Despite his light-hearted description, scouting was seriously dangerous work and Ted was often exposed to perilous situations. It was Ted’s ever-cheerful, happy nature that kept him going, as he would often say to his mother, he was ‘still staking all on the good old thoroughbred Optimist…’ His attitude was infectious and he was one of the most popular members of his Battalion.

His artistic talent also enabled him to entertain his comrades and he was bemused by numerous requests for sketches that other soldiers would then send to their sweethearts, wives and mothers. But it was Ted’s ability to accurately draw the enemy trenches under extreme pressure that made him most valuable to the Battalion. His work in the frontline at Pozieres during July and August earned him a reputation for coolness and bravery.

Following the heavy fighting at Pozieres the Battalion was moved to Ypres in Belgium into what was, during September 1916, a comparatively quiet sector.

On the 13th September 1916 Ted Cannon was sent out to the remains of the Old Mill at Verbrandenmolen, in the notorious Ypres Salient, to sketch the German gun emplacements. The panorama drawing was to include areas such as Hill 60, The Caterpillar and The Bluff and was especially commissioned for General Brudenell White of the 1st Anzac Corps.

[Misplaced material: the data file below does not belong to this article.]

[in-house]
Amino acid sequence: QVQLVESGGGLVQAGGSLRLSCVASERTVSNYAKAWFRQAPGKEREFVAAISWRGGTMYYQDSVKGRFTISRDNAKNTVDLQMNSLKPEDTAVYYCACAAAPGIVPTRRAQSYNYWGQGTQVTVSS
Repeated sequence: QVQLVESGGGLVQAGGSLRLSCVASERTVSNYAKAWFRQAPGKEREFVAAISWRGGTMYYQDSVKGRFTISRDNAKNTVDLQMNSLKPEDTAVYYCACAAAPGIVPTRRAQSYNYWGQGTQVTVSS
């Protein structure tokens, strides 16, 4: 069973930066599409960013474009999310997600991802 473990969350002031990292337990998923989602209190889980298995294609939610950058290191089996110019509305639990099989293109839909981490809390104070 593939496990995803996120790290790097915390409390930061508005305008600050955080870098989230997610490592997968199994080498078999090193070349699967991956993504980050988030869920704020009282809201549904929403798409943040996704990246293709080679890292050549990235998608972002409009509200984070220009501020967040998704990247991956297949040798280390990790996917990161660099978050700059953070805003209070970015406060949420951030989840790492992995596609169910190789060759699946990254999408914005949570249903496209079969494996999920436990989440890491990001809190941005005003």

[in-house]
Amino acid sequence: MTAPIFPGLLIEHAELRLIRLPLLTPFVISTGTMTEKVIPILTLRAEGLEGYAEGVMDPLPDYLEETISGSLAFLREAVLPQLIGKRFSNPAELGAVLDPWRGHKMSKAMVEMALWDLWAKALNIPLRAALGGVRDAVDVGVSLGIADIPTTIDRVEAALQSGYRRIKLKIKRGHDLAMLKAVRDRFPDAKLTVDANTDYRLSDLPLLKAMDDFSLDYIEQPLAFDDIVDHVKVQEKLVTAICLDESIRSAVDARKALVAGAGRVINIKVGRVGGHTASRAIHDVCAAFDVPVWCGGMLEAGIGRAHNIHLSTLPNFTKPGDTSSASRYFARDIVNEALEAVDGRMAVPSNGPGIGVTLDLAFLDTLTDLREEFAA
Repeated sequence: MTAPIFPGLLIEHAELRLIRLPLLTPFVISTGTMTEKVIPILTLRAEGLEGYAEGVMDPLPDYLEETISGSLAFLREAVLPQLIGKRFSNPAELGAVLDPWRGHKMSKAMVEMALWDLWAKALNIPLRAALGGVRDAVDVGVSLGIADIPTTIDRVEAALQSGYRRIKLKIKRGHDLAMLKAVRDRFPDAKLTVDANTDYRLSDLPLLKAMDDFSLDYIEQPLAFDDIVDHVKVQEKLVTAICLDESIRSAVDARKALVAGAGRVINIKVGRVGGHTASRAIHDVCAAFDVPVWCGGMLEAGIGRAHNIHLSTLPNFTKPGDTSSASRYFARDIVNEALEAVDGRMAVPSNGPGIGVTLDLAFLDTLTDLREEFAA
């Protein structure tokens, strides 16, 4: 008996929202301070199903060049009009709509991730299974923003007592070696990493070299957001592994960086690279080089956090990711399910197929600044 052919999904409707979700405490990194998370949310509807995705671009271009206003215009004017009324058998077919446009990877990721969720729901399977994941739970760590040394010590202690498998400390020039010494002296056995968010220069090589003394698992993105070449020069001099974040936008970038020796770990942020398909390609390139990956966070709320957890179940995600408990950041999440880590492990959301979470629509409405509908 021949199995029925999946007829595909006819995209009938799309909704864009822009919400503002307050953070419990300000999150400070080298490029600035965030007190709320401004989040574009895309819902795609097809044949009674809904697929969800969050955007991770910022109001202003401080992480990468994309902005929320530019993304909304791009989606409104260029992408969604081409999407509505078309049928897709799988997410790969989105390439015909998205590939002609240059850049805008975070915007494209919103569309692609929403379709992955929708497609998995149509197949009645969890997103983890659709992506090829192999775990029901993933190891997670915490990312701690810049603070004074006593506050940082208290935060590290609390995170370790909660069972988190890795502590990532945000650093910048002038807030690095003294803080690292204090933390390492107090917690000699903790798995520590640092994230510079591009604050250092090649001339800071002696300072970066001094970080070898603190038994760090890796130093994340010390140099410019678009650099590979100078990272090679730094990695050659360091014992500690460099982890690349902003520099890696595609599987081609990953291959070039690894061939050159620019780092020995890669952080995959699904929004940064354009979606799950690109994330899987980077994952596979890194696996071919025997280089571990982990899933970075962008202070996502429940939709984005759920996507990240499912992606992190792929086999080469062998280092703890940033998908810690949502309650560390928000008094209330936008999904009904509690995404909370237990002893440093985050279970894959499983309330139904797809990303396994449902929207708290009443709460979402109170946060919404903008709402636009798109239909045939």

The German machine-gunners in the area had a reputation for being dangerously accurate and Ted was warned to be careful, but, as Official Historian C. E. W. Bean noted, he was a ‘keen soldier’ and eager to undertake the task.

During the course of his task Ted Cannon was shot by a German sniper. Suffering from severe abdominal wounds he was carried back behind the lines where doctors attempted to save his life, performing what was remarkably dangerous surgery to remove the bullets. The damage was too great, however, and Ted Cannon died early in the morning of 14 September.

His body was buried in the large military cemetery at Lijssenthoek – one of the earliest Australian deaths in the region that would later become infamous throughout the world for the hell known as Passchendaele.

As a mark of respect the Scout’s Platoon, under the direction of Lieutenant Jack Rogers, erected a new observation post in the area where Ted was shot, which they named “Cannon’s Post.”

Ted Cannon was a remarkably gifted artist – sophisticated beyond his years, with a future that had beckoned brightly. His loss was our loss. The war robbed us of another Will Dyson, or another Norman Lindsay. Sadly, as the years have passed, so to has the memory of this bright young cartoonist from Ballarat.